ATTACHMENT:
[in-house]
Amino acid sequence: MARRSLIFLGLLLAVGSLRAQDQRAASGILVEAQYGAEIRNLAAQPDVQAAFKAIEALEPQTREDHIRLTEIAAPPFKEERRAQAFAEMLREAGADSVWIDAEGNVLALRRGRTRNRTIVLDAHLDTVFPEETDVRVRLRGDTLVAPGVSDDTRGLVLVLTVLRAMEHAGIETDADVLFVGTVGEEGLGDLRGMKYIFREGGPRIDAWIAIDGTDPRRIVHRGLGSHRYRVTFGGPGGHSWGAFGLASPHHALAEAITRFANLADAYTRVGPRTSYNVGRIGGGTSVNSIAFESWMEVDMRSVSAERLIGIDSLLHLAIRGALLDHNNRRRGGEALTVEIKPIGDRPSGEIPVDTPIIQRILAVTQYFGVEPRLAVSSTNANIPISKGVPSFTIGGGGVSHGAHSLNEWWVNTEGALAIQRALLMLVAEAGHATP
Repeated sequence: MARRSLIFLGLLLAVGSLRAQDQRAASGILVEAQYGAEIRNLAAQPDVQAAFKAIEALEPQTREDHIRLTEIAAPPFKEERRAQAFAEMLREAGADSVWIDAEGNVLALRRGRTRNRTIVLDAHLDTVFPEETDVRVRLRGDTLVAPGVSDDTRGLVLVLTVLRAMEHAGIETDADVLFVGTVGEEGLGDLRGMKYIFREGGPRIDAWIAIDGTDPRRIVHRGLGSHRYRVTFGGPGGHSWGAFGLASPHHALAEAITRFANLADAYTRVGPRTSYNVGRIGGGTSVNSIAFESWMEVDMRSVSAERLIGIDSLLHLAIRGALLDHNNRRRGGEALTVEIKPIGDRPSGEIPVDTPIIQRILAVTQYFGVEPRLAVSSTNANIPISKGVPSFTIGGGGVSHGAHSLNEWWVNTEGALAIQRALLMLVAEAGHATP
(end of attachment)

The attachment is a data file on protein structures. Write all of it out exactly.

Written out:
[in-house]
Amino acid sequence: MARRSLIFLGLLLAVGSLRAQDQRAASGILVEAQYGAEIRNLAAQPDVQAAFKAIEALEPQTREDHIRLTEIAAPPFKEERRAQAFAEMLREAGADSVWIDAEGNVLALRRGRTRNRTIVLDAHLDTVFPEETDVRVRLRGDTLVAPGVSDDTRGLVLVLTVLRAMEHAGIETDADVLFVGTVGEEGLGDLRGMKYIFREGGPRIDAWIAIDGTDPRRIVHRGLGSHRYRVTFGGPGGHSWGAFGLASPHHALAEAITRFANLADAYTRVGPRTSYNVGRIGGGTSVNSIAFESWMEVDMRSVSAERLIGIDSLLHLAIRGALLDHNNRRRGGEALTVEIKPIGDRPSGEIPVDTPIIQRILAVTQYFGVEPRLAVSSTNANIPISKGVPSFTIGGGGVSHGAHSLNEWWVNTEGALAIQRALLMLVAEAGHATP
Repeated sequence: MARRSLIFLGLLLAVGSLRAQDQRAASGILVEAQYGAEIRNLAAQPDVQAAFKAIEALEPQTREDHIRLTEIAAPPFKEERRAQAFAEMLREAGADSVWIDAEGNVLALRRGRTRNRTIVLDAHLDTVFPEETDVRVRLRGDTLVAPGVSDDTRGLVLVLTVLRAMEHAGIETDADVLFVGTVGEEGLGDLRGMKYIFREGGPRIDAWIAIDGTDPRRIVHRGLGSHRYRVTFGGPGGHSWGAFGLASPHHALAEAITRFANLADAYTRVGPRTSYNVGRIGGGTSVNSIAFESWMEVDMRSVSAERLIGIDSLLHLAIRGALLDHNNRRRGGEALTVEIKPIGDRPSGEIPVDTPIIQRILAVTQYFGVEPRLAVSSTNANIPISKGVPSFTIGGGGVSHGAHSLNEWWVNTEGALAIQRALLMLVAEAGHATP